In this tutorial, you’ll learn to use the timeline in Replay 360 to rearrange media clips on two tracks, add media mixes, and display lower thirds.
Watch this video demonstration, then follow the activities below to practice.
Let’s begin by rearranging a few objects on the timeline.
- Open the Replay_360_Practice.replay project in your practice files.
- Reverse the order of the media clips in the timeline so the title-screen image is at the beginning of the timeline and the desktop screencast and webcam video are at the end.
Tip: First, drag the screencast/webcam object to the end of the timeline, then drag the title screen to the beginning.
- Then drag the objects together on the timeline until a diagonal line appears between clips.
Tip: The diagonal line means the adjacent clips will smoothly fade from one to the next. Vertical lines between clips mean the transition will be abrupt and immediate.
To learn more, see these user guides:
Use media mixes to control how videos and images on both tracks interact with one another. Flip smoothly between the tracks or show both tracks at the same time with a picture-in-picture mode. Let’s pick up where we left off in the previous activity (see above).
- To mix videos and images effectively, you need to have them on both tracks in the timeline. Let’s drag the Video.mp4 object down to the beginning of track B so it’s beneath the title-screen image.
- Then move the screencast/webcam object to the left until a diagonal line appears between it and the Video.mp4 object.
- Now we’re ready to add mixes. Mixes always get added at the point on the timeline where the playhead is currently located. Move the playhead to the beginning of the timeline, then click the A+B mix button. This makes track A fill the canvas (in this case, the title-screen image) and track B appears in the corner of the stage.
- Click the A+B mix that you just added in the timeline to select it. (It’ll be light blue when it’s selected.) Then select one of the picture-in-picture quadrants to control where track B appears on the canvas. Fun, right?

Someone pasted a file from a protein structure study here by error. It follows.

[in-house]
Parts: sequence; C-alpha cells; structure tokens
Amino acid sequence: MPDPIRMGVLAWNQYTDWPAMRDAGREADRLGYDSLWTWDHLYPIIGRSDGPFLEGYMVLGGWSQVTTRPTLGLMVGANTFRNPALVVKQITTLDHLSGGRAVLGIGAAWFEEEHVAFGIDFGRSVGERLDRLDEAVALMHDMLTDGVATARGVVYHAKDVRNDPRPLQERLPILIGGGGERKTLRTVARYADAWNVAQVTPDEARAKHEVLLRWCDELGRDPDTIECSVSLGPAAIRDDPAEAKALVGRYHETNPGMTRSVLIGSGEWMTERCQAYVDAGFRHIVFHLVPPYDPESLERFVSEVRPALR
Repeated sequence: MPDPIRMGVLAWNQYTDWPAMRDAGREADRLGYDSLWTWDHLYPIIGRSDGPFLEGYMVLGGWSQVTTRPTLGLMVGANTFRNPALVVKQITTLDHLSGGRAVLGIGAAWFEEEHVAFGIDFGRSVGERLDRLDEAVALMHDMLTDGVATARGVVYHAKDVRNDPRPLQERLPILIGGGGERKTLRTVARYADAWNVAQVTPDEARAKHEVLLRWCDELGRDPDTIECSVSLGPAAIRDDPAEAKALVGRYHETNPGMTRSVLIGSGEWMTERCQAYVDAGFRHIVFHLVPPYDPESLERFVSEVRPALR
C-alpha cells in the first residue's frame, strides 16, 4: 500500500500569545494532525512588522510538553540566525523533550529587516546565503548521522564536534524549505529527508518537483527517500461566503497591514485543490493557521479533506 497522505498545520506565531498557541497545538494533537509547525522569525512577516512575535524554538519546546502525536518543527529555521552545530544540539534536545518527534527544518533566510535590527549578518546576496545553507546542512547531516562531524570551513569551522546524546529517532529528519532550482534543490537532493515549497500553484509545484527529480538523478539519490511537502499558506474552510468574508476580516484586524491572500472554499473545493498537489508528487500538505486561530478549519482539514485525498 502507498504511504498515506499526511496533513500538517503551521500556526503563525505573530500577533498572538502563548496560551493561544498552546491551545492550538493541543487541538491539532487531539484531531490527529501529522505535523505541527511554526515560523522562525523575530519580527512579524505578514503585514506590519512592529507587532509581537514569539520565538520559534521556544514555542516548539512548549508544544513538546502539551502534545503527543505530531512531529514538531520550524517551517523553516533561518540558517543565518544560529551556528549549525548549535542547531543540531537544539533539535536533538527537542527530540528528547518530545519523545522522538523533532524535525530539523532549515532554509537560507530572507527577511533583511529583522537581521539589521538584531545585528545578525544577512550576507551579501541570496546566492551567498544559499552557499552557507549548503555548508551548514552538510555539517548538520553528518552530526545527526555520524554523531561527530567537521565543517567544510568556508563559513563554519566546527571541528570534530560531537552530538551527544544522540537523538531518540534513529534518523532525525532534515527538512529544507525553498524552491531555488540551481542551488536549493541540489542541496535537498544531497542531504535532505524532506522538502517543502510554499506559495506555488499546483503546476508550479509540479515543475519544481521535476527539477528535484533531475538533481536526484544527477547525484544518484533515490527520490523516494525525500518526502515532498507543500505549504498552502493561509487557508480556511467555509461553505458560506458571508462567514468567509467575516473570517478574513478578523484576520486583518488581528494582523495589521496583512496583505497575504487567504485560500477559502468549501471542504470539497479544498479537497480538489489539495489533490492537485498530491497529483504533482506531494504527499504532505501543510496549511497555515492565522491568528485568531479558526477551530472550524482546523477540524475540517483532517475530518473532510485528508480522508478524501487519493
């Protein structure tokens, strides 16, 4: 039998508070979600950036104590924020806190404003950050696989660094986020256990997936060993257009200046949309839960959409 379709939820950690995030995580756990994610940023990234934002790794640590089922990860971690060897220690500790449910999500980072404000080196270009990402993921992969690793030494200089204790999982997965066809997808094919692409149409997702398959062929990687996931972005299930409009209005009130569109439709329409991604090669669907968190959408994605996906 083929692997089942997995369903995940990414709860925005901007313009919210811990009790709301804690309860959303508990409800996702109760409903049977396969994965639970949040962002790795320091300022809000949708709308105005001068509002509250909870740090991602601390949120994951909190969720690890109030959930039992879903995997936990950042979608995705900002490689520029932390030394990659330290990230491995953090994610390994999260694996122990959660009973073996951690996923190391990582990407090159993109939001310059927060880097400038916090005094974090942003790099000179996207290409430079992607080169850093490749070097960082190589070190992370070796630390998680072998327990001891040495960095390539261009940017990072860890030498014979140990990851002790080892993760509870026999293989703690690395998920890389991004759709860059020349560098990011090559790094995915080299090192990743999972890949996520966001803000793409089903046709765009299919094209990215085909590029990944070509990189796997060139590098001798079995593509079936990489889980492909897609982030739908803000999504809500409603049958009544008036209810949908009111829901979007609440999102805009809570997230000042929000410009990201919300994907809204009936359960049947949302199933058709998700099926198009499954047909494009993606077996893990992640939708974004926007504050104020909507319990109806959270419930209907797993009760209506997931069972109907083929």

- Now move the playhead to the end of the title-screen image and click the B mix button. This fills the stage with the Video.mp4 object when the title screen disappears.
- Let’s add one more mix. Move the playhead to the beginning of the desktop-screencast object and click the A+B mix button.
- There’s probably an A mix at the end of the timeline in the sample project we’ve been using in this activity. It might work well in this case, but if you don’t want it, just right-click it and choose Delete selected items.
- Preview your project to see how it looks with the media mixes you added. Move the playhead to the beginning of the timeline and click the play/pause button above the timeline. If you want to tweak the timings of your mixes, just drag the diagonal lines between mixes. So easy!
To learn more about mixing media in Replay 360, see this user guide.
Lower thirds are semi-transparent graphics that overlay the bottom of your project. They display brief comments or supporting information.
Let’s add a lower third to the beginning of our project to introduce the video topic.
- Click the timeline around the 1-second mark. The playhead will move to the point where you clicked.
- Click Lower Third on the ribbon. A lower third will be added to the timeline where the playhead is located.
- Lower thirds default to 5 seconds in duration, but you can adjust them. Drag the right end of your lower third until it’s 4 seconds long and ends at the same time as the title-screen image.
- Use the Lower Third Properties panel on the right side of the screen to give your lower third a title, subtitle, logo, and transition type (animation).
- Now see how your lower third looks in action. Move the playhead to the beginning of the timeline and click the play/pause button above the timeline to preview your project.
To learn more about lower thirds, see this user guide.
In this tutorial, you learned how to use the timeline in Replay 360 to control the placement and timing of objects, add media mixes, and display lower thirds.
In the next tutorial, we’ll use the new editing features to tweak our media clips.